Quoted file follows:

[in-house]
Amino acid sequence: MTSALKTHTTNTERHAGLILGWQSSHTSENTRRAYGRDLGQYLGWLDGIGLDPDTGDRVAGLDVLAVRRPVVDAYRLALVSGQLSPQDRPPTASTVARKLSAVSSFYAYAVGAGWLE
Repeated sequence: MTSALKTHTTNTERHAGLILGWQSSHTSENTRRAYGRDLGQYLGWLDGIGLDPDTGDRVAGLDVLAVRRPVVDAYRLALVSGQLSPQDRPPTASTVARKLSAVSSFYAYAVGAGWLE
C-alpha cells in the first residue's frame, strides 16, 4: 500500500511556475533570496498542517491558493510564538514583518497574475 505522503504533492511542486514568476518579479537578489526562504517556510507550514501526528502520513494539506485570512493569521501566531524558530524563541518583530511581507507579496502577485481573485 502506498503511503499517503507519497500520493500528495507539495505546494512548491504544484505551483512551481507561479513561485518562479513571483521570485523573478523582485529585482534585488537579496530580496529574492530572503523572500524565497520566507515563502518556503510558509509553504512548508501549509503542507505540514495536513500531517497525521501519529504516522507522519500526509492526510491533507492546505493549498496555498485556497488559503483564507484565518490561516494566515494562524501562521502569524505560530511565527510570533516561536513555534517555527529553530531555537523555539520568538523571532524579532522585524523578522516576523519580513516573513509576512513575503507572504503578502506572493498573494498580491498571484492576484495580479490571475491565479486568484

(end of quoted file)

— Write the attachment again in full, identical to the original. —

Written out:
[in-house]
Amino acid sequence: MTSALKTHTTNTERHAGLILGWQSSHTSENTRRAYGRDLGQYLGWLDGIGLDPDTGDRVAGLDVLAVRRPVVDAYRLALVSGQLSPQDRPPTASTVARKLSAVSSFYAYAVGAGWLE
Repeated sequence: MTSALKTHTTNTERHAGLILGWQSSHTSENTRRAYGRDLGQYLGWLDGIGLDPDTGDRVAGLDVLAVRRPVVDAYRLALVSGQLSPQDRPPTASTVARKLSAVSSFYAYAVGAGWLE
C-alpha cells in the first residue's frame, strides 16, 4: 500500500511556475533570496498542517491558493510564538514583518497574475 505522503504533492511542486514568476518579479537578489526562504517556510507550514501526528502520513494539506485570512493569521501566531524558530524563541518583530511581507507579496502577485481573485 502506498503511503499517503507519497500520493500528495507539495505546494512548491504544484505551483512551481507561479513561485518562479513571483521570485523573478523582485529585482534585488537579496530580496529574492530572503523572500524565497520566507515563502518556503510558509509553504512548508501549509503542507505540514495536513500531517497525521501519529504516522507522519500526509492526510491533507492546505493549498496555498485556497488559503483564507484565518490561516494566515494562524501562521502569524505560530511565527510570533516561536513555534517555527529553530531555537523555539520568538523571532524579532522585524523578522516576523519580513516573513509576512513575503507572504503578502506572493498573494498580491498571484492576484495580479490571475491565479486568484